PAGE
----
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When a line of charge has a charge density $\lambda$, we know that the electric field points perpendicular to the vector pointing along the line of charge.

When calculating the difference in electric potential due with the following equations.

$\nabla V=-\vec{E}$

Therefore

$\Delta V = -\int_{\vec{r_o}}^\vec{r_f}E\cdot \vec{dr}$

knowing that

$\vec{E} = \frac{\lambda}{2\pi\epsilon_or}\hat{r}$

and that

$\left\lVert\vec{r_f}\right\lVert < \left\lVert\vec{r_o}\right\lVert $

Carrying out the integration (Hopefully correctly) I got.

$\Delta V = \frac{\lambda}{2\pi \epsilon_o} ln(\frac{r_f}{r_o})$

What confuses me is that the ln() is negative. I assume that the value should be positive since we move closer towards the line of charge should give us a positive change in electric potential. My best guess for my problem is that I missed a negative somewhere, but looking at online solutions they've got the same answer that I got.

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    $\begingroup$ You missed the minus sign. The direction of changing you position is taken care of purely by the limits of integration, NOT by any sign on d$\vec{r}$. $\endgroup$ – Bill N Mar 5 '18 at 20:07
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No, it's okay. The pontential difference increases as you go farther. The less you move away, the more similar potential you have (little difference).

By the way

  1. You can't integrate in three dimensions that way. You're using cylindrical coordinates (because of the symmetry of the problem), and you integrate along $r$, which is $|\vec{r}|$.
  2. The limits of integration are thus scalars. However, $\vec{E}$ is a vector, and you do the scalar product inside the integral, but fortunately the angle is 0 degrees.
  3. You missed the minus sign in front of the integral, so it appears outside the $\ln$. Was that your question? Because now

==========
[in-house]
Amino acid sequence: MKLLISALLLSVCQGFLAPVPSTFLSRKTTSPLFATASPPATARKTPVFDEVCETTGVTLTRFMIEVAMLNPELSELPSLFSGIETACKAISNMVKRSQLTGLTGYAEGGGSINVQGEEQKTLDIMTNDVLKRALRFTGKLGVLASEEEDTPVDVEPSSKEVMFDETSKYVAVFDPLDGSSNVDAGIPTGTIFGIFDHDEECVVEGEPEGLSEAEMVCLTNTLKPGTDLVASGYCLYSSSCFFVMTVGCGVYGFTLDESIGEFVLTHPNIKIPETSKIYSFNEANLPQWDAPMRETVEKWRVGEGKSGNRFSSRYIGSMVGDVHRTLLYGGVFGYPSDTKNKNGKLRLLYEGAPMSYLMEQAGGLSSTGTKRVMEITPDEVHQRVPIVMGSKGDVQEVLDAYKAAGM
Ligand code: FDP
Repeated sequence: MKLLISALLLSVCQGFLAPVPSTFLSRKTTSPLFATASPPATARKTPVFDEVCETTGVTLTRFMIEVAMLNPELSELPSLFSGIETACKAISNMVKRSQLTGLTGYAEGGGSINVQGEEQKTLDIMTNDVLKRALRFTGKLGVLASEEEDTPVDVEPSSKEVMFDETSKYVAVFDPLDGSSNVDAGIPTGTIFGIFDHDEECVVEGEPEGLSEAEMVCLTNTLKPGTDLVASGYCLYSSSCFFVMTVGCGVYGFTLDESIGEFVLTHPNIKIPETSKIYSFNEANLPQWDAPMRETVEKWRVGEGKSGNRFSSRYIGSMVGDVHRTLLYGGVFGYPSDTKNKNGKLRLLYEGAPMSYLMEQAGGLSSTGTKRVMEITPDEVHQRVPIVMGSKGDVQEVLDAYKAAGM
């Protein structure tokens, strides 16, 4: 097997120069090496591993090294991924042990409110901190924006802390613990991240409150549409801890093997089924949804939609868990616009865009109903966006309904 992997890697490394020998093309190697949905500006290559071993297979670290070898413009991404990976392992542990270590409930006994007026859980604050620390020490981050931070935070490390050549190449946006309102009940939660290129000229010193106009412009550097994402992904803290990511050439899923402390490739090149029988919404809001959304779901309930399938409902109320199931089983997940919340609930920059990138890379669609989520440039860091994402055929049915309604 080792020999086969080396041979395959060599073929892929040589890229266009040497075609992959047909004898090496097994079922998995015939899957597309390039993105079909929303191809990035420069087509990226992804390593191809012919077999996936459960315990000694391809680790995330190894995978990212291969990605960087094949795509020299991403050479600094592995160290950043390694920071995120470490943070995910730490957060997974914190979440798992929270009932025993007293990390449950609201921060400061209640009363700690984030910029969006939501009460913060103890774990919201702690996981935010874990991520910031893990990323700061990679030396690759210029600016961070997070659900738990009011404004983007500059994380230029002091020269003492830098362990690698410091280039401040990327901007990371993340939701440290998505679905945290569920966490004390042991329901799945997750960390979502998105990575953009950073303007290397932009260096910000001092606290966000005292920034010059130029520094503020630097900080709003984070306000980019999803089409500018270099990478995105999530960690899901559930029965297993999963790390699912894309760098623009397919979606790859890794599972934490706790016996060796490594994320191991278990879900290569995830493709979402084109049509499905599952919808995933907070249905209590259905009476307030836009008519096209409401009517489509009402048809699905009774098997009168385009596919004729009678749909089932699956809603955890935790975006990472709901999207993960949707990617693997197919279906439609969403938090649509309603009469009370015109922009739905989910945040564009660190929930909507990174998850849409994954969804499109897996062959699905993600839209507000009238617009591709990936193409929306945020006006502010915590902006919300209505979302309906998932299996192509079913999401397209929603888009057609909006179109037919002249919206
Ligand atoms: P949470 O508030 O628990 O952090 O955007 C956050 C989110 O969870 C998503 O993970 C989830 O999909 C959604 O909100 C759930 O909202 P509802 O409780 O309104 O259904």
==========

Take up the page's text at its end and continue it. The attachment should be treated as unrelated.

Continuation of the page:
$$\Delta V = -\dfrac{\lambda}{2\pi\varepsilon_0} \ln \left(\frac{r_F}{r_o}\right)$$

and the voltage difference increases when you go further, but in a negative sense, which means it becomes "more negative" as you move away.

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To elaborate a bit on Bill's comment, you might consider a curve defined as follows in some cylindrical $(r,\theta,z)$ coordinate system:

$$\gamma(t) = \big(r(t),\theta(t),\phi(t)\big) = (t, 0, 0)$$ $$ t \in [r_0,r_f]$$

The tangent vector to this curve is

$$\frac{d\vec r}{dt} = \hat r $$

so

$$\Delta V = -\int_\gamma \vec E \cdot d\vec r = -\int_{r_0}^{r_f} \vec E \cdot \frac{d\vec r}{dt} dt = -\frac{\lambda}{2\pi\epsilon_0}\int_{r_0}^{r_f} \frac{dt}{t} = -\frac{\lambda}{2\pi\epsilon_0}\ln\left(\frac{r_f}{r_0}\right) $$

$$ =\frac{\lambda}{2\pi\epsilon_0}\ln\left(\frac{r_0}{r_f}\right) $$


Whenever things like this happen, I find it useful to introduce an explicit, unambiguous parameterization of my curve, which usually resolves the issue.

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  • $\begingroup$ Am I missing something, or you have an extra $dt$ on your 4th equality? ($\dfrac{dt}{t} dt$ shouldnt this just be $\dfrac{dt}{t}$?) $\endgroup$ – Aram May 23 at 18:38
  • $\begingroup$ @Aram Yes, you are right. $\endgroup$ – J. Murray May 24 at 0:38

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